"Convict the guilty, clear the innocent, and find the truth in a nutshell." --Police Mantra in Of Dolls and MurderWow. Looks like there is a new documentary film--narrated by none other than John Waters and featuring a cameo by our good friend John Troyer--about the fantastic and exquisite “Nutshell Studies” Dollhouse crime-scene dioramas created by Frances Glessner Lee to serve as student aids in the 1930s and 40s.
Here is an excerpted description from the film's website:
The new documentary film, Of Dolls and Murder, explores our collective fascination with forensics while unearthing the criminal element that lurks in one particularly gruesome collection of dollhouses. Rather than reflecting an idealized version of reality, these surreal dollhouses reveal the darker, disturbing side of domestic life.For more about this production, visit the film's website by clicking here. You can read a post on the film by participant John Troyer--who just informed me that not only has the film been released (despite the website saying it is "still in production) but has already won Best Documentary at the Thrill Spy Film Festival in Washington, D.C.--by clicking here. For more on these amazing dioramas, check out Corinne May Botz's lush photo book The Nutshell Studies of Unexplained Death by clicking here.
Created strictly for adults, these dollhouse dioramas are home to violent murder, prostitution, mental illness, adultery and alcohol abuse. Each dollhouse has tiny corpse dolls, representing an actual murder victim. In one bizarre case, a beautiful woman lays shot to death in her bed, her clean-cut, pajama-clad husband lies next to the bed, also fatally shot. Their sweet little baby was shot as she slept in her crib. Blood is spattered everywhere. And all the doors were locked from the inside, meaning the case is likely a double homicide/suicide. But something isn’t right. The murder weapon is nowhere near the doll corpses – instead the gun was found in another room.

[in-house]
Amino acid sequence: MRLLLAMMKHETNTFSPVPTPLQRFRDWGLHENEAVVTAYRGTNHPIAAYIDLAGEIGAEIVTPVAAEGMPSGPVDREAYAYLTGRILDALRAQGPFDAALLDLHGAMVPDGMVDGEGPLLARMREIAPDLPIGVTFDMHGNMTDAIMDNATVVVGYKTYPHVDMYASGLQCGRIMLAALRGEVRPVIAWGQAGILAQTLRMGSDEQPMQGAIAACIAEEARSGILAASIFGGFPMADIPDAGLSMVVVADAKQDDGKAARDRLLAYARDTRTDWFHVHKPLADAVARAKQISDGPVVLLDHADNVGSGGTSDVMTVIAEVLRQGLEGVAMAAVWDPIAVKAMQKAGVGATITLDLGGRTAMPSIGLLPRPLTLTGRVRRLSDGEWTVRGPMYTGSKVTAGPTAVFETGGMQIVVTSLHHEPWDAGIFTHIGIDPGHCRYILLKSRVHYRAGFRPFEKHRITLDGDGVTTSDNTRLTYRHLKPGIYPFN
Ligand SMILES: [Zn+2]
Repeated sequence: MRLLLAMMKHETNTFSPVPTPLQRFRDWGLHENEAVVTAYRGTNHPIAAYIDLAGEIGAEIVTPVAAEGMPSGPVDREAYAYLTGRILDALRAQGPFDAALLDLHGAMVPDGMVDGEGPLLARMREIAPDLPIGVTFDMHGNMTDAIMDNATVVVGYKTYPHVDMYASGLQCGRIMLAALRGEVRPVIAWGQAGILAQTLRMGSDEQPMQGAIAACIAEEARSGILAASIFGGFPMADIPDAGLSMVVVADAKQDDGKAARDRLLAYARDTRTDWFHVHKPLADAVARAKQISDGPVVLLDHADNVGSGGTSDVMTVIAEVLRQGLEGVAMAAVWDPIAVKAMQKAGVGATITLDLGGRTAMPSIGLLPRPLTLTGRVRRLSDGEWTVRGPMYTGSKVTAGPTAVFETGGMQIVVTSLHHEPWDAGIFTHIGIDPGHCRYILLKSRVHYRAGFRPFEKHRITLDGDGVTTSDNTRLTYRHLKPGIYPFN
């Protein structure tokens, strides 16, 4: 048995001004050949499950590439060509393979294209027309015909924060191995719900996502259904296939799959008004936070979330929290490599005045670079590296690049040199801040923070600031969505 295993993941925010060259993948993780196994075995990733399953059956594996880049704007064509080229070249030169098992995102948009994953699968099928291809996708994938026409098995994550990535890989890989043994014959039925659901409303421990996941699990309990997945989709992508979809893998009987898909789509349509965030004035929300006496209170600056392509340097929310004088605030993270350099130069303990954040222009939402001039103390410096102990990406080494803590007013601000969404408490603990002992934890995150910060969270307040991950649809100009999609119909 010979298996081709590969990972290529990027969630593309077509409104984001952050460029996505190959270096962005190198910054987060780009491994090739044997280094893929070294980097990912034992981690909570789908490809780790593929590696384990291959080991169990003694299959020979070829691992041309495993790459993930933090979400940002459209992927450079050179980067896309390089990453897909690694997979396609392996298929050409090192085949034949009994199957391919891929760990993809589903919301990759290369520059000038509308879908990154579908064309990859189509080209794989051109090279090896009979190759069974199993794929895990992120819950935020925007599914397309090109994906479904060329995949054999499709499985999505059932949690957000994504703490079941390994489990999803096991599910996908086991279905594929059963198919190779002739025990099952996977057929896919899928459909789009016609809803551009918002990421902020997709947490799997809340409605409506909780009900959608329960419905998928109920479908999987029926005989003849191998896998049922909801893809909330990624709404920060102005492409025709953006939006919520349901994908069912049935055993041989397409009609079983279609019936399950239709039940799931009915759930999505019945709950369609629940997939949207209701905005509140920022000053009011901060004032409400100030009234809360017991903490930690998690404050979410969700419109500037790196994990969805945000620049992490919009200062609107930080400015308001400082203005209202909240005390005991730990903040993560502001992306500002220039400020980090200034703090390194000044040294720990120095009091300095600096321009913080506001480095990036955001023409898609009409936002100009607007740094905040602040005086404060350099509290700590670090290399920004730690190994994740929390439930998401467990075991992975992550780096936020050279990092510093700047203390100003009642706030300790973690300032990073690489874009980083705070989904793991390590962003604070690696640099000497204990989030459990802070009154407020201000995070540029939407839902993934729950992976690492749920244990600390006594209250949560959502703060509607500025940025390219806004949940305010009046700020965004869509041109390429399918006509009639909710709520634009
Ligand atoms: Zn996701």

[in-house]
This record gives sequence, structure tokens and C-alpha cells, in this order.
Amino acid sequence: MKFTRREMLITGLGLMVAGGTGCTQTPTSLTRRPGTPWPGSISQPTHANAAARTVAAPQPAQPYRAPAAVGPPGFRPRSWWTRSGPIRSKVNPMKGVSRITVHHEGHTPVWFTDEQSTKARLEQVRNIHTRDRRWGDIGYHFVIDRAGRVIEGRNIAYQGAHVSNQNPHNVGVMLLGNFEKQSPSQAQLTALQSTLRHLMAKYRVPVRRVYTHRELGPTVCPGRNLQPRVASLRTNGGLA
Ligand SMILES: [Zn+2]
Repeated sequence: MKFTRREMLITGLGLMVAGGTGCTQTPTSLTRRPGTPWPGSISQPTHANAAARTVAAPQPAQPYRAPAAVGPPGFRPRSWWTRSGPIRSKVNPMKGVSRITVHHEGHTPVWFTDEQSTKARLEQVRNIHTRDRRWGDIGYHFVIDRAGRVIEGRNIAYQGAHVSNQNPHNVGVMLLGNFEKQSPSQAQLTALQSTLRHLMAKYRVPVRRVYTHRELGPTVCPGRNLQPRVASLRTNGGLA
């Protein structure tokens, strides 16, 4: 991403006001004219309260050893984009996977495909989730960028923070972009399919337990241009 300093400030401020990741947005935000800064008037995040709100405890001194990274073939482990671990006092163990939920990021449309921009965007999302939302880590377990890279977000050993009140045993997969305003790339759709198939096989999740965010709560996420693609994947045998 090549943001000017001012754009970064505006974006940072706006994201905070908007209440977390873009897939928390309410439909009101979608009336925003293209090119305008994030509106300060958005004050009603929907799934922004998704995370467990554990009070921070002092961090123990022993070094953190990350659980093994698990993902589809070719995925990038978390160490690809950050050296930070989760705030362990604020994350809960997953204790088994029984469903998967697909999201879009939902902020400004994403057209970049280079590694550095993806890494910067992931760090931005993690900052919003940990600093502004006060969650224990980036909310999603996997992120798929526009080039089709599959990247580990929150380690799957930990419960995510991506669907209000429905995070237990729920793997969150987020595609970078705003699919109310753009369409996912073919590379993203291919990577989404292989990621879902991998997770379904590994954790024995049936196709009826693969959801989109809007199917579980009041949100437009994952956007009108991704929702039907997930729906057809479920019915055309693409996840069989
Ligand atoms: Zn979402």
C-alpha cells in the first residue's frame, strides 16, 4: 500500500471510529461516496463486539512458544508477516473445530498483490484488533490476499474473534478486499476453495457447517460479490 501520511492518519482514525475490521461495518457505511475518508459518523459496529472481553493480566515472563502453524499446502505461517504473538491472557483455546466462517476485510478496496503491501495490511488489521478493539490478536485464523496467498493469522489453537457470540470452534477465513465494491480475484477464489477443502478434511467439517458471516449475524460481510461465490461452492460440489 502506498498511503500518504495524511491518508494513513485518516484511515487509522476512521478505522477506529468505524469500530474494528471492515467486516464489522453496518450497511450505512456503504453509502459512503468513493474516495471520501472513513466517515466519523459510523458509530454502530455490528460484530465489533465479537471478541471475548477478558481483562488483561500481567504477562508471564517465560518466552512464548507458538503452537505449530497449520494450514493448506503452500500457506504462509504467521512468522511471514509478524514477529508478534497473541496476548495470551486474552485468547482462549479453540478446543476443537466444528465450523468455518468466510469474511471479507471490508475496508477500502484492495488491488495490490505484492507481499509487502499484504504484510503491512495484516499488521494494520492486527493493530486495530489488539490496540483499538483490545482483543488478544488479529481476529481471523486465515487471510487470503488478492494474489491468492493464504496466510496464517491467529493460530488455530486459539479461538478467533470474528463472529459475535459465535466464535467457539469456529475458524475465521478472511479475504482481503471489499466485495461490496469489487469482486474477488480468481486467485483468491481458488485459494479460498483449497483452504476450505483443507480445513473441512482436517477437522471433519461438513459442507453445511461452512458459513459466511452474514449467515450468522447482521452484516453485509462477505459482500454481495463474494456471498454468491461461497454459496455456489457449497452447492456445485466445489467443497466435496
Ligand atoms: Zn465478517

Why would anyone create such macabre dollhouses? And why would anyone re-create crime scenes with such exquisite craftsmanship that artists and miniaturists from around the globe clamor (unsuccessfully) to experience this dollhouse collection in person?
Of Dolls and Murder investigates these haunting “Nutshell Studies” dollhouses and the unlikely grandmother who painstakingly created them – Frances Glessner Lee. Known as the Patron Saint of Forensics, Lee didn’t let gender biases and prescribed social behavior of a wealthy heiress keep her from pioneering the new arena of “legal medicine” in the late 1930s and 1940s.
To train investigators, Lee created 18 dioramas (20 actually, but two are missing) for detectives to study crime scenes from every angle, including the medical angle. She used only the most mysterious cases (cases that could have easily been misruled as accidents, murders, or suicides) to challenge students’ ability to interpret evidence. Almost 70 years later, Lee’s dollhouses are still relevant training tools because all the latest technological advances in forensics do not change the fact that crime scenes can be misread, and then someone will literally get away with murder. But the story does not end with Lee and her dollhouses of death.
The nation is obsessed with forensic justice television, and why? Why do we love to watch a skewed reality of crime-fighting forensics? The answer lies somewhere with the need we have to entertain ourselves with stories about our fear of untimely, brutal death. The societal truths about how loved ones often murder one another is far too wicked to face, let alone change. Instead, we prefer to escape into a safe haven where solving murders easily wraps up in under one hour.
Story via Laughing Squid.
Images from the NY Times slide show "Visible Proofs: Nutshell Studies of Unexplained Death;" you can see the full show by clicking here.